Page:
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Micheal Leath
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Just wanted to say thank you Jonathan Pendragon for telling the history behind your levitation. I vaguely remember seeing it on the Disney Special. It's always great to hear from those who know first hand.
Ray Pierce
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On May 24, 2016, Jonathan Pendragon wrote:
Ray, I wasn't always searching for a 360 degree levitation, I was searching for a 180 degree levitation as a method to produce the effect I call "Infinity", the suspension vanish I presented on Champions of Magic and the UK's Magic Comedy Strip. My 360 came out of the development of that illusion.

Tally and Ray, I bear you no ill will for selfish reasons, it does me no service, no good, and I can't become better by feeling so. I protect what is mine and I have been very generous in what I have given others

I do remember you working on the 180 degree vanish (or was it a production) from the tube. I guess the 360 dream evolved from that. I'm just very confused why you would think I'm not yearning for the same excellence in magic you are in my observation about the 360 pointing to the method. Maybe instead of seeking something better, I should just be satisfied with what others have done and assume that there can be no possible improving on their work. I have pointed out that your work on the Pole levitation was a wonderful improvement on the original. My only observation was on the 360 in that as soon as she rotates, the eyes are drawn to the pivot point which suggests the actual method. I think this must have been a blind spot for many of the creators including yourself. I even admitted that if I had developed it, I might have been blind to the intrinsic problem myself.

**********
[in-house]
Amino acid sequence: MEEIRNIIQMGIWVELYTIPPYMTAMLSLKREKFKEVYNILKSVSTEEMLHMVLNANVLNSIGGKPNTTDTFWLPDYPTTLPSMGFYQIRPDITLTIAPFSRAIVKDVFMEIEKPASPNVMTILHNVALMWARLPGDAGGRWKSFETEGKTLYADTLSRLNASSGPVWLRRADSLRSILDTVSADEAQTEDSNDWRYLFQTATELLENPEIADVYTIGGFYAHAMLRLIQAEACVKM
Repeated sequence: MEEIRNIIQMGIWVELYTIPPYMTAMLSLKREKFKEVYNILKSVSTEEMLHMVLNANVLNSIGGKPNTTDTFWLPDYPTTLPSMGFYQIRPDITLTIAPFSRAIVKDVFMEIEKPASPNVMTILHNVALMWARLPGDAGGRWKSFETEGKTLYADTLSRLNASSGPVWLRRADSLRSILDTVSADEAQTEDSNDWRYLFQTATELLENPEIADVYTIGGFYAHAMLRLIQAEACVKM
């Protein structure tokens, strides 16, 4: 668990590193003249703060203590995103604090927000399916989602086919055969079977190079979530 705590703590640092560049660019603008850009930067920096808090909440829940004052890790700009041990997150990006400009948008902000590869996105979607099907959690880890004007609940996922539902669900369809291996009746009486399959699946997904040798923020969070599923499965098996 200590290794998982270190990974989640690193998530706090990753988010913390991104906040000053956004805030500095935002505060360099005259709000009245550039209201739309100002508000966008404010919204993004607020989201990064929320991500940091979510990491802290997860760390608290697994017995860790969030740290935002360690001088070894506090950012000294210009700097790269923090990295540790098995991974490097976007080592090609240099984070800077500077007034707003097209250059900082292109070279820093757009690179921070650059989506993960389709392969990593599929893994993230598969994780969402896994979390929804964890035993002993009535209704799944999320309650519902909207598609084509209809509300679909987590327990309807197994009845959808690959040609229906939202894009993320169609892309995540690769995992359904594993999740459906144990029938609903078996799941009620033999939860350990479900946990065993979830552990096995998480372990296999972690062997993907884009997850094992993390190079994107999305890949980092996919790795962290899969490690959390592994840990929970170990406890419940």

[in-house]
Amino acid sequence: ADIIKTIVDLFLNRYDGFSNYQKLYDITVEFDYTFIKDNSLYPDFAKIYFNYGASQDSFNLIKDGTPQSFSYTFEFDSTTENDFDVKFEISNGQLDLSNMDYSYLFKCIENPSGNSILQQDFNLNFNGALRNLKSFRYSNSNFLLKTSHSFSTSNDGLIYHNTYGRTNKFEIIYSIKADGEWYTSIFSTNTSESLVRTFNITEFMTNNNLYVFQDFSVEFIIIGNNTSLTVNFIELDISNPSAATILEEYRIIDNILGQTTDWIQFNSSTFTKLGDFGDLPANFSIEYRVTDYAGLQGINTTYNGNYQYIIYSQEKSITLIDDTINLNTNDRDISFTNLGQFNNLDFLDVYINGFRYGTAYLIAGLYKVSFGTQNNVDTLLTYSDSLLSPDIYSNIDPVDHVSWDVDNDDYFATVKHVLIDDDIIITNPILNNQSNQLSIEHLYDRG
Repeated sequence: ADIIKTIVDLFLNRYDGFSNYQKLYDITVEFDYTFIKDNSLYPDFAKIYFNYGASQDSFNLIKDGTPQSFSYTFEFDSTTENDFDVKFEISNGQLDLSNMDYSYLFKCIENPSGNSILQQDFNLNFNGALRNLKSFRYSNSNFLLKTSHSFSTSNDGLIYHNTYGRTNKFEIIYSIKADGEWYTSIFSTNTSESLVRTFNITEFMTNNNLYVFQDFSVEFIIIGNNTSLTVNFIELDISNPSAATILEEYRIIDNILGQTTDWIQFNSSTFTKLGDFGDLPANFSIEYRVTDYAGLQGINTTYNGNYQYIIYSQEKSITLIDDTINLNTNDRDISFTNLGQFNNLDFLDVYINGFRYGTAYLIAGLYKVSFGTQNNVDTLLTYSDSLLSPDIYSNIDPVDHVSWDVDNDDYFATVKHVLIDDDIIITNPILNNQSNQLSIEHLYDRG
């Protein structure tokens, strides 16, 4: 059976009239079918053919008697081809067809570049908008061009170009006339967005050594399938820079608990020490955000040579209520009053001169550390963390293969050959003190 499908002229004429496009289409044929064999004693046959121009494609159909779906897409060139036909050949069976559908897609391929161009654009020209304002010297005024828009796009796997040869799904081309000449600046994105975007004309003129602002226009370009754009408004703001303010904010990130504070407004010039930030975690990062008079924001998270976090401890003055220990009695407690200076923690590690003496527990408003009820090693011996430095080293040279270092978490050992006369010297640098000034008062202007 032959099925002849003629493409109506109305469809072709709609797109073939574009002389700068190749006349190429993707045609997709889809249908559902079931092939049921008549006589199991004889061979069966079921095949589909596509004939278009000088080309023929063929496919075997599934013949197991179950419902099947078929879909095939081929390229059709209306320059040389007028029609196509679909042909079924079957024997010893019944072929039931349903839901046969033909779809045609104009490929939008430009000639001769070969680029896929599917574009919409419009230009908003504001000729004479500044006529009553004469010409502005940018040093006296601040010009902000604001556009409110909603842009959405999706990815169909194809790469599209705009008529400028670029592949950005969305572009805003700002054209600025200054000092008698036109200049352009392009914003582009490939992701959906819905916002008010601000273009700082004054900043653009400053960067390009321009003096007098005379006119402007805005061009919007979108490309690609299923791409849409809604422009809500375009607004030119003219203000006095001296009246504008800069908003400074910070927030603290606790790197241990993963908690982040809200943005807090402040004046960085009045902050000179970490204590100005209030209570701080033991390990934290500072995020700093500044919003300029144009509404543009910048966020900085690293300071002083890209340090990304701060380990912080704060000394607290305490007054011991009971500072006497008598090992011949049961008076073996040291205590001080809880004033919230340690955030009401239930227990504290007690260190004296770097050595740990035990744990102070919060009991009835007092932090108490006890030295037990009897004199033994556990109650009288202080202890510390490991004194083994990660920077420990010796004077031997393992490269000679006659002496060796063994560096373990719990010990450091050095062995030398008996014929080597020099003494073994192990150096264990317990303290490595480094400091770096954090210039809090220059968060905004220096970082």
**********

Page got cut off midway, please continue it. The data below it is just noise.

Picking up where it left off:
If words have power, just imagine for a moment how much power visuals have when they are broadcast and memorialized for future generations. We can only grow from learning from the past. I have from all of my shows as well as from all of my contemporaries...unless you believe your 360 is perfect and without flaws. That is an entirely different issue. I'm thankful for all that have come before me and all that will come after me. I can only hope we can learn and improve on the past and create even greater methodology for future generations.
Ray Pierce
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I reiterate my apology to you unreservedly: I am truly and deeply sorry. What I said was an honest opinion: I really did believe that you performed a Yogano levitation on "Best of Magic". And as such I linked that video to this topic. You have now corrected that mistake, and henceforth I will never again make that mistake.

I fully appreciate that it is very upsetting when you work hard on the creation of an effect, and other people wrongly attribute your hard work to someone else. Again, I am truly sorry for getting it so badly wrong.

It is a shame that humans make mistakes. Because some of them have such dire consequences. This is one I've made, and it has deeply upset a man I have truly admired for over 20 years. If I could take those words back, I would - in a flash! You've had enough trouble over the last couple of years, without an idiot like me adding to them.

All the best for the future Jonathan! I hope all your future Karma is all good.
Jonathan Pendragon
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It is a good man who can acknowledge an error. Your apology is gratefully accepted. I apology again if I seemed harsh, it's very difficult for me to write about my ex and that period of my life.